Published on January 20, 2008
A political alliance led by the People Power Party (PPP) is destined to form a government in the next few weeks following a series of rituals in the House of Representatives, marking the triumphant return of politicians loyal to Thaksin Shinawatra. As of now, nothing can stop them.
PPP leader Samak Sundaravej made it clear on Friday that he would become prime minister, shrugging off all criticism and misgivings about his flawed leadership based on his low credibility, poor character and low level of competence, and his real status as a Thaksin nominee, which has yet to be determined under the due process of the law.
Samak and those behind him should waste no time in dealing with the rituals. The haggling over the sharing of spoils has been concluded mostly on agreeable terms.
We should have a new government by mid-February. The Cabinet line-up by that time should make it easy to say whether they have the public's blessings or revulsion.
Samak, at 72 years of age, will go down among the oldest of his predecessors in office. To him, this is beyond even his wildest dreams, a real political windfall brought about by choice and circumstances. It does not matter if critics regard his presence as a persisting karmic debt that the country has to pay.
How long can he last in power? Political obstacles aside, Samak stands to face an Appeals Court verdict on whether he should become a guest of the Corrections Department for two years after losing a libel suit filed by a former deputy governor of the Bangkok Metropolitan Administration. If the judgement is upheld, he could go straight to jail unless the Supreme Court allows him to seek its verdict.
There is still uncertainty involving pending criminal charges against him related to the procurement of fire-fighting equipment. If the Assets Examination Commission rules that it has a prima facie case, then Samak would have to step down from the premiership to fight more legal battles.
That will take some more time yet. What the public is waiting for right now is the announcement of the Samak Cabinet. Will the line-up inspire confidence about the future of the country, or be appalling - with all the undesirables in top positions, thus raising questions of credibility and honesty.
Samak surely does not have a free hand in choosing his Cabinet. His master will select the puppets while the coalition partners will present their teams to fulfil their part of the bargain. Competence and integrity are not required. Let's hope that what we have to bear from now on does not look like a den of thieves poised to wreak havoc on our national assets.
The PPP will assume power. The public will see not long after whether Samak will be reasonably independent or if he'll just meekly take orders from "unseen figures" lurking around in Bangkok, or via remote control from either London or Hong Kong. An agenda will be set for him to carry out crucial assignments to make it worth the money invested in the polls and the spoils offered to coalition partners.
It is still acceptable to some people for Samak to be in charge, even though he has been ridiculed as a Thaksin nominee. He still retains some degree of independence either in the form of stubbornness or ignorance with his devil-may-care attitude. At the top, Samak may not want to look like an obedient nominee for Thaksin. After all, he is prime minister, with all power vested in him.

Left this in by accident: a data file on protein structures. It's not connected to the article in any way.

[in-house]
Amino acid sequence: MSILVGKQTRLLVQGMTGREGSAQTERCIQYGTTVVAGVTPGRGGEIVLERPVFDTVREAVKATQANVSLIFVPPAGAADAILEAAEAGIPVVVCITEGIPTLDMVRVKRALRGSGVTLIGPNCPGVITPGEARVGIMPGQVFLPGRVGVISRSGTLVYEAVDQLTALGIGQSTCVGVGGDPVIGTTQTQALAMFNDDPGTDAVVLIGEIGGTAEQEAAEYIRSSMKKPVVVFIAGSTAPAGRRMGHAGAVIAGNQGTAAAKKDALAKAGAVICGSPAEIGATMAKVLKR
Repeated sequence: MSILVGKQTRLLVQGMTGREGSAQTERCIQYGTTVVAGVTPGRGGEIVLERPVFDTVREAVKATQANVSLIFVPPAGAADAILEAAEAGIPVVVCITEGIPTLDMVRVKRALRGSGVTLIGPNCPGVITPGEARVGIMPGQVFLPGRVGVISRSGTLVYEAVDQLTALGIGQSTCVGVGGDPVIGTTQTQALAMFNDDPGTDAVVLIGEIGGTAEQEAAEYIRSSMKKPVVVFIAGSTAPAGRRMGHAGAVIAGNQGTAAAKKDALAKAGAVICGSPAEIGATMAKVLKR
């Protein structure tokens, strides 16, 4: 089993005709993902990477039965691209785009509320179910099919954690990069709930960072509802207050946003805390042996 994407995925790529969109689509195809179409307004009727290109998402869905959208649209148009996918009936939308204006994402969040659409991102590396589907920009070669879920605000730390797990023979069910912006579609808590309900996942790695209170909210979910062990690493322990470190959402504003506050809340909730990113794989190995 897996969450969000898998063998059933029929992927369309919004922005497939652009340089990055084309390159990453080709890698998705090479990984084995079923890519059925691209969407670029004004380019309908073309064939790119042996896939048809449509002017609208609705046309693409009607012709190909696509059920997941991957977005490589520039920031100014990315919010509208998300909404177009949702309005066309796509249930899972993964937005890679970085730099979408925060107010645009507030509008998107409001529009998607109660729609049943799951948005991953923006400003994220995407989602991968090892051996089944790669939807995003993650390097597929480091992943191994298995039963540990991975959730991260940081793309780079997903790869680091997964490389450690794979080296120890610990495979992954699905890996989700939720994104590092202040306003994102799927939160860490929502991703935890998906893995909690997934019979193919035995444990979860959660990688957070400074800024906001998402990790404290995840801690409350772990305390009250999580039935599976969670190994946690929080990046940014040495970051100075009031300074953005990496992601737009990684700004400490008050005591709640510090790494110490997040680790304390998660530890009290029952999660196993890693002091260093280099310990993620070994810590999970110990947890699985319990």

Samak should preserve some degree of self-perceived independence, doing whatever he deems fit for himself and his own self-serving interests. Whether he will get to deal with his critics, opponents and real adversaries and those of his bosses soon remains to be seen.
The earlier promise to work for national reconciliation and forget vendettas, either openly or discreetly, will also be monitored closely. Despite their power, Samak and his team have to move cautiously. Any provocative actions or displays of political arrogance could encourage city people to vent their displeasure through street protests.
The first reaction to the Samak Cabinet line-up will be stock-price movements. This indicator cannot be wholly trusted because the market is highly speculative in nature, serving frequently as a venue for price manipulation and other means of transaction with complicated shenanigans. Thaksin and his family members are still entangled in legal troubles involving multimillion-baht stock deals.
The choices made for the Cabinet line-up could give some indication of whether Samak's government will last. If credibility and image problems are intense, with growing wariness over honesty and integrity, then Samak would have to face low public acceptance and disapproval.
Why has the country not achieved fruitful results after a year, with hardly any reforms as was highly expected after the coup last September? The Surayud government has to take the bulk of the blame for doing nothing substantive, except for killing time with gusto.
The public's snide remarks towards the Surayud Cabinet were powerless against the Teflon "old-ginger" team.
The long-time suspicion that Surayud and most of his team members are actually Thaksin's "silent partners" now appears more credible and realistic, gauged through the aloofness and the lack of the sense of caring for the future of the country. The time-wasting presence of the Cabinet, who just did what was perfunctory, does not fit the picture of an administration dedicated to serving the people and the national interests.
Don't be shocked if Samak and Thaksin get early congratulatory phone calls from someone very high in Government House. They will soon meet to complete the transition ceremony in a euphoric mood - because the hidden mission was accomplished while the people have been fooled into believing the reconciliation charade all along.